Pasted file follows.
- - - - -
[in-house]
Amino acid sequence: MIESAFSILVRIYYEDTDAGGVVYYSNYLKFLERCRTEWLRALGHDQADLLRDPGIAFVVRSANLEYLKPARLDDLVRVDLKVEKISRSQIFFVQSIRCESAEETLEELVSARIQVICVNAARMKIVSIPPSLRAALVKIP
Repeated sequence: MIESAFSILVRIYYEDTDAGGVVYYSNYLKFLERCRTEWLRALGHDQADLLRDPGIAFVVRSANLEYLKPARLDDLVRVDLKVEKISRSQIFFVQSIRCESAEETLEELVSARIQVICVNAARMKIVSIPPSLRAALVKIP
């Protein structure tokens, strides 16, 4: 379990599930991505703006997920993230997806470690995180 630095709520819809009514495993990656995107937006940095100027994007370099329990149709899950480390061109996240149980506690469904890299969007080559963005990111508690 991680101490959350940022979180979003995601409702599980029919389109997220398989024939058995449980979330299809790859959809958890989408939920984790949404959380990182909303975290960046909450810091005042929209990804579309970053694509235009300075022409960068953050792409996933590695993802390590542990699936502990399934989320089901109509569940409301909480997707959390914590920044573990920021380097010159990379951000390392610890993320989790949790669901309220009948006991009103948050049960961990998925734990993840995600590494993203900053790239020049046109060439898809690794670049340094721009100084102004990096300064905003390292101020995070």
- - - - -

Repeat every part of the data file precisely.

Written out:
[in-house]
Amino acid sequence: MIESAFSILVRIYYEDTDAGGVVYYSNYLKFLERCRTEWLRALGHDQADLLRDPGIAFVVRSANLEYLKPARLDDLVRVDLKVEKISRSQIFFVQSIRCESAEETLEELVSARIQVICVNAARMKIVSIPPSLRAALVKIP
Repeated sequence: MIESAFSILVRIYYEDTDAGGVVYYSNYLKFLERCRTEWLRALGHDQADLLRDPGIAFVVRSANLEYLKPARLDDLVRVDLKVEKISRSQIFFVQSIRCESAEETLEELVSARIQVICVNAARMKIVSIPPSLRAALVKIP
């Protein structure tokens, strides 16, 4: 379990599930991505703006997920993230997806470690995180 630095709520819809009514495993990656995107937006940095100027994007370099329990149709899950480390061109996240149980506690469904890299969007080559963005990111508690 991680101490959350940022979180979003995601409702599980029919389109997220398989024939058995449980979330299809790859959809958890989408939920984790949404959380990182909303975290960046909450810091005042929209990804579309970053694509235009300075022409960068953050792409996933590695993802390590542990699936502990399934989320089901109509569940409301909480997707959390914590920044573990920021380097010159990379951000390392610890993320989790949790669901309220009948006991009103948050049960961990998925734990993840995600590494993203900053790239020049046109060439898809690794670049340094721009100084102004990096300064905003390292101020995070």